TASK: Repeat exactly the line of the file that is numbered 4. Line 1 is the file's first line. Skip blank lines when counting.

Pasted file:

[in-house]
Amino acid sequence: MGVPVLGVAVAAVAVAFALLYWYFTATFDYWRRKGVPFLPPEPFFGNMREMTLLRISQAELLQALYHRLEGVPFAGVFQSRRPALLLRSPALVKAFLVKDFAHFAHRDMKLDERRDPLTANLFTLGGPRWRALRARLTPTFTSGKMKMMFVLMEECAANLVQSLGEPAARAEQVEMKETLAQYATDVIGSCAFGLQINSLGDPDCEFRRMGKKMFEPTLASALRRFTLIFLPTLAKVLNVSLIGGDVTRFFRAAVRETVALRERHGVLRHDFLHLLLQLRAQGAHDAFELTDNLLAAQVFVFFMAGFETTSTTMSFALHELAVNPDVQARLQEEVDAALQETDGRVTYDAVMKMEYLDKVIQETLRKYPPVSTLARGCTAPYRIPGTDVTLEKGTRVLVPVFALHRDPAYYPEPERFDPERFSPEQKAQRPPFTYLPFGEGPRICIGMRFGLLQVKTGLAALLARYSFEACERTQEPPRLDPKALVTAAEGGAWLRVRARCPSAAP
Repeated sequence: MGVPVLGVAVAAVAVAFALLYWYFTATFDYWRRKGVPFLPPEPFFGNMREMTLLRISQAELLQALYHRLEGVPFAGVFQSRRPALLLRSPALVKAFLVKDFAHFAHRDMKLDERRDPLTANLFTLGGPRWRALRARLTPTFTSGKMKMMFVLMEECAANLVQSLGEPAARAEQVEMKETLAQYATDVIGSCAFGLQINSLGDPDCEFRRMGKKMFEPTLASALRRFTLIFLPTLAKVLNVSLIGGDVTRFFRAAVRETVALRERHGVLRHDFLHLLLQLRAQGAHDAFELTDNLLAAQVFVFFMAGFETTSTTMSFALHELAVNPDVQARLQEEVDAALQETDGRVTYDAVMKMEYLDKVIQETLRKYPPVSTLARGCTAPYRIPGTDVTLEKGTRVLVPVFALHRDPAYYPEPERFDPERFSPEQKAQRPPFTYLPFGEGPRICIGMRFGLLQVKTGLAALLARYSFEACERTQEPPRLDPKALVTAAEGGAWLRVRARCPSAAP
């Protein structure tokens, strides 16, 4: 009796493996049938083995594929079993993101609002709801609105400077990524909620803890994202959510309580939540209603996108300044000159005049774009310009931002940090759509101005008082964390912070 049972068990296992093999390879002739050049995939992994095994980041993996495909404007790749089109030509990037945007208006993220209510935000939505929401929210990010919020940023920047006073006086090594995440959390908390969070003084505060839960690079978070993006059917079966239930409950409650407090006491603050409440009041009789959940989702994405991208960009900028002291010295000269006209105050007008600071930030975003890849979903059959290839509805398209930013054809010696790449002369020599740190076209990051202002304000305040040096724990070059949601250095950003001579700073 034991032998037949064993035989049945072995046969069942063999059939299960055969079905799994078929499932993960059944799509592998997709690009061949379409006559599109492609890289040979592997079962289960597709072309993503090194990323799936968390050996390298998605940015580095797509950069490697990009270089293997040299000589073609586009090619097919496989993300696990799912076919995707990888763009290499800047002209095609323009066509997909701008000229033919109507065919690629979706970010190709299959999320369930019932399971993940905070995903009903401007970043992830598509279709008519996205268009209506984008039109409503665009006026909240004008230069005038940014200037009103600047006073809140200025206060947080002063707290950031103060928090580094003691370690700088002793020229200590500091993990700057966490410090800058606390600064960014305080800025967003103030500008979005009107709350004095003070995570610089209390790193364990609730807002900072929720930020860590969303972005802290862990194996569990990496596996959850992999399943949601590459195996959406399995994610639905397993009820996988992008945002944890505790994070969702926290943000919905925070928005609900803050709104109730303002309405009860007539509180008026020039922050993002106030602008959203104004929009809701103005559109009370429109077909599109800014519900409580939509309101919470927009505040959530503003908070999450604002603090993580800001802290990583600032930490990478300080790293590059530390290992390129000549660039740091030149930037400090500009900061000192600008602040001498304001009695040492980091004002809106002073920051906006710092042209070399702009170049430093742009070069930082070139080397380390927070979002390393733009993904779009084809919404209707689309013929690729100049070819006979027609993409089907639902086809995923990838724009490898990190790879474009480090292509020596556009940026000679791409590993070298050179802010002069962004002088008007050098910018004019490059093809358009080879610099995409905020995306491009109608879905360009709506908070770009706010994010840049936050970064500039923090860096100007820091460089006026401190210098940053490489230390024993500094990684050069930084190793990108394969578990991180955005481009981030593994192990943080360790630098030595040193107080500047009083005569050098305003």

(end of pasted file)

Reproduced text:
């Protein structure tokens, strides 16, 4: 009796493996049938083995594929079993993101609002709801609105400077990524909620803890994202959510309580939540209603996108300044000159005049774009310009931002940090759509101005008082964390912070 049972068990296992093999390879002739050049995939992994095994980041993996495909404007790749089109030509990037945007208006993220209510935000939505929401929210990010919020940023920047006073006086090594995440959390908390969070003084505060839960690079978070993006059917079966239930409950409650407090006491603050409440009041009789959940989702994405991208960009900028002291010295000269006209105050007008600071930030975003890849979903059959290839509805398209930013054809010696790449002369020599740190076209990051202002304000305040040096724990070059949601250095950003001579700073 034991032998037949064993035989049945072995046969069942063999059939299960055969079905799994078929499932993960059944799509592998997709690009061949379409006559599109492609890289040979592997079962289960597709072309993503090194990323799936968390050996390298998605940015580095797509950069490697990009270089293997040299000589073609586009090619097919496989993300696990799912076919995707990888763009290499800047002209095609323009066509997909701008000229033919109507065919690629979706970010190709299959999320369930019932399971993940905070995903009903401007970043992830598509279709008519996205268009209506984008039109409503665009006026909240004008230069005038940014200037009103600047006073809140200025206060947080002063707290950031103060928090580094003691370690700088002793020229200590500091993990700057966490410090800058606390600064960014305080800025967003103030500008979005009107709350004095003070995570610089209390790193364990609730807002900072929720930020860590969303972005802290862990194996569990990496596996959850992999399943949601590459195996959406399995994610639905397993009820996988992008945002944890505790994070969702926290943000919905925070928005609900803050709104109730303002309405009860007539509180008026020039922050993002106030602008959203104004929009809701103005559109009370429109077909599109800014519900409580939509309101919470927009505040959530503003908070999450604002603090993580800001802290990583600032930490990478300080790293590059530390290992390129000549660039740091030149930037400090500009900061000192600008602040001498304001009695040492980091004002809106002073920051906006710092042209070399702009170049430093742009070069930082070139080397380390927070979002390393733009993904779009084809919404209707689309013929690729100049070819006979027609993409089907639902086809995923990838724009490898990190790879474009480090292509020596556009940026000679791409590993070298050179802010002069962004002088008007050098910018004019490059093809358009080879610099995409905020995306491009109608879905360009709506908070770009706010994010840049936050970064500039923090860096100007820091460089006026401190210098940053490489230390024993500094990684050069930084190793990108394969578990991180955005481009981030593994192990943080360790630098030595040193107080500047009083005569050098305003």